KENTVILLE, N.S. - Their gaze, steely. Grip, precise. The axe, sharpened and honed. The wooden target has been freshly misted to prevent fractures.
Swoosh, swoosh, swoosh — crack! Bull’s-eye.
Fred Ansems and Steve Rex are getting their axe-throwing arms ready for the world championships in Chicago on Dec. 15, which will be broadcast on ESPN.
Ansems, a chicken farmer from Steam Mill Village, only started axe throwing a year ago.
He decided to give it a try in October of last year, shortly after HaliMac Axe Throwing in Kentville opened their doors.
“My daughter tried it in Halifax and took me here to show me how it’s done,” Ansems said. “I got in here, had a quick little lesson, and my first throw was a bull’s-eye.”
“It was like, wow,” he said.
He signed the HaliMac hall of fame poster after his second game, scoring more than 50 points.
“I thought, ‘I might actually have something here.’”
He never thought a year later he’d be traveling to Chicago for the world championships.
“I didn’t even know if I’d be able to throw it at all, didn’t even dream of doing something like traveling for this,” he said with a laugh. “I don’t quite know what to make of it yet.”
When Ansems is getting ready to throw — he’s focusing on the top of the bull’s-eye — he knows that his axe drops a little bit mid-flight.
“Just that one spot, dead centre, just above the bull’s-eye,” he said. “I don’t pay attention to anybody else, my opponent, I can’t do anything about them, this is what I’ve got to throw.”
Competitive axe throwing is still a relatively young sport, this only being the second year for the world championships, but it’s also growing — fast.
You get 10 axes each game — a bull’s-eye is worth six points, with the outer rings worth four, three, two, and one respectively. Blue circles on the top left and right-hand side are ‘kill-shots’ that are worth 10 points, but are risky.
It’s a costly endeavour too. Flights, hotel rooms, and the entrance fee alone is $600.
And with that, you’re only guaranteed 40 axes. That’s a lot of pressure.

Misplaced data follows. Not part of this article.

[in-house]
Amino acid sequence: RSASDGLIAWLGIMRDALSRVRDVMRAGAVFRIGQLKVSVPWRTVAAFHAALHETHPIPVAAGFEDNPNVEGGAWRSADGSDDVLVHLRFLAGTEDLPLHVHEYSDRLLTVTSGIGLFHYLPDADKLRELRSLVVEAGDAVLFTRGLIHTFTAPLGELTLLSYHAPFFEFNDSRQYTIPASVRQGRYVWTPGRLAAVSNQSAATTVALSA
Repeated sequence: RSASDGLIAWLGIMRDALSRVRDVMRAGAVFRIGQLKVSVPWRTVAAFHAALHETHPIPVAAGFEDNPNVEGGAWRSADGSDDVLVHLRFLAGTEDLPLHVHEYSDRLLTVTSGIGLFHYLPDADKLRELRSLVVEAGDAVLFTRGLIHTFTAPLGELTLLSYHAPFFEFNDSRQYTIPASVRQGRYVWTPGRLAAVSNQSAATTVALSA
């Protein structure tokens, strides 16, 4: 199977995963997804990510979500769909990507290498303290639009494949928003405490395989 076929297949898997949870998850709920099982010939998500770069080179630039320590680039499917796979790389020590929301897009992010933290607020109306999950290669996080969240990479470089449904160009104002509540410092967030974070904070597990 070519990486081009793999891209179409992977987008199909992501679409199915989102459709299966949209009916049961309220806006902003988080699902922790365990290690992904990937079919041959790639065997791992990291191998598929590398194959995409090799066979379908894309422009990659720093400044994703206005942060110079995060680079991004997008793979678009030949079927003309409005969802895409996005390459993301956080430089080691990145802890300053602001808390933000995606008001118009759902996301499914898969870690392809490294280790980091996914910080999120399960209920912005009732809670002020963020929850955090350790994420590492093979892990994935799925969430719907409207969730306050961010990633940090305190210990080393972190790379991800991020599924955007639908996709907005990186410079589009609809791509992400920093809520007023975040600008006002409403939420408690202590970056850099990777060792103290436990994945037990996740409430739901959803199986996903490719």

“I’m a little nervous right now, but I have a feeling it’s going to be quite different once you get there,” he said.
For Ansems, the sport is also a great way to keep active, after hanging up his hockey skates several years ago.
“I used to play hockey all the time, but it got to the point where you get injured and you’ve gotta go to work in the morning,” he said. “I own a farm, so it doesn’t matter if I have a broken leg, I’ve still gotta go check the animals in the morning.”
Introducing Steve Rex
For Steve Rex, the second HaliMac competitor who’s going, this will be his second major competition he’s participated in, after recently participating in the US Open.
“We’re a very young sport,” Rex said. “But for me, that’s what’s so exciting about it. It went from, in the past year, only nine countries with 56 facilities to 16 countries with 160 facilities.”
He said it’s a sport that isn’t cost-prohibitive.
“It’s a relatively inexpensive sport to get into, and if you get the hang of it and enjoy it, you can go far,” he said. “We’re great examples of that.”
Rex, who works at HaliMac, was eliminated in the first round of the finals during the open, but he’s hoping to make it a bit further for the worlds.
One thing he’s learned from that experience is the importance of staying calm.
“You’ve got a big crowd watching you, a lot of unfamiliar faces. You’ve got to stay calm,” he said.
“I know the scene a little bit now and I’m super excited to go back,” he continued.
“When you start to panic, that’s when you’re more likely to drop an axe, and you drop one axe, that’s enough to lose a game,” he said.
“This time, having somebody else there with me to cheer me on is going to be great.”
Originally from Sackville, Rex moved to Kentville nine years ago. He’s been throwing axes for almost a decade recreationally, but has been doing so competitively since 2017.
“It’s a rush. You’ve got so much going on, you’re meeting so many different people, and to be able to have these conversations with others about techniques and about axes, it’s just pure excitement,” he said.
Both competitors say they aren’t expecting to leave with the world championship title, but they are hoping to make it past the first round and maybe learn a thing or two.
“I’ve made it this far, I’m happy,” Rex said.
“Just getting there is going to be great,” Ansems said.
Rex’s favourite axe is a black Estwing with a slightly longer handle.
Ansem’s favourite is red hatchet, with a slightly shorter handle.
No shortage of skill at HaliMac
Paul MacInnis, owner of HaliMac Axe Throwing, said the skill level at their location is quite high.
“There are a lot people in our league… and the number of people at our location that have top scores in the world is very impressive. We’re super proud of that,” MacInnis said.
“It’s becoming a sport; the finals are getting broadcast on ESPN, which is a gigantic step forward,” he said.
“People are starting to take it seriously,” MacInnis added.
“Whenever you’re able to boast that two of your own are heading abroad to compete at a world event, I think that shines a light on the facility here in Kentville,” he said. “We are so excited to see these two guys down there.”
People can follow their progress online via a livestream that will be posted on the HaliMac Facebook page.
Greenwood’s The Lumber Yard, another axe throwing location, opened in September of this year.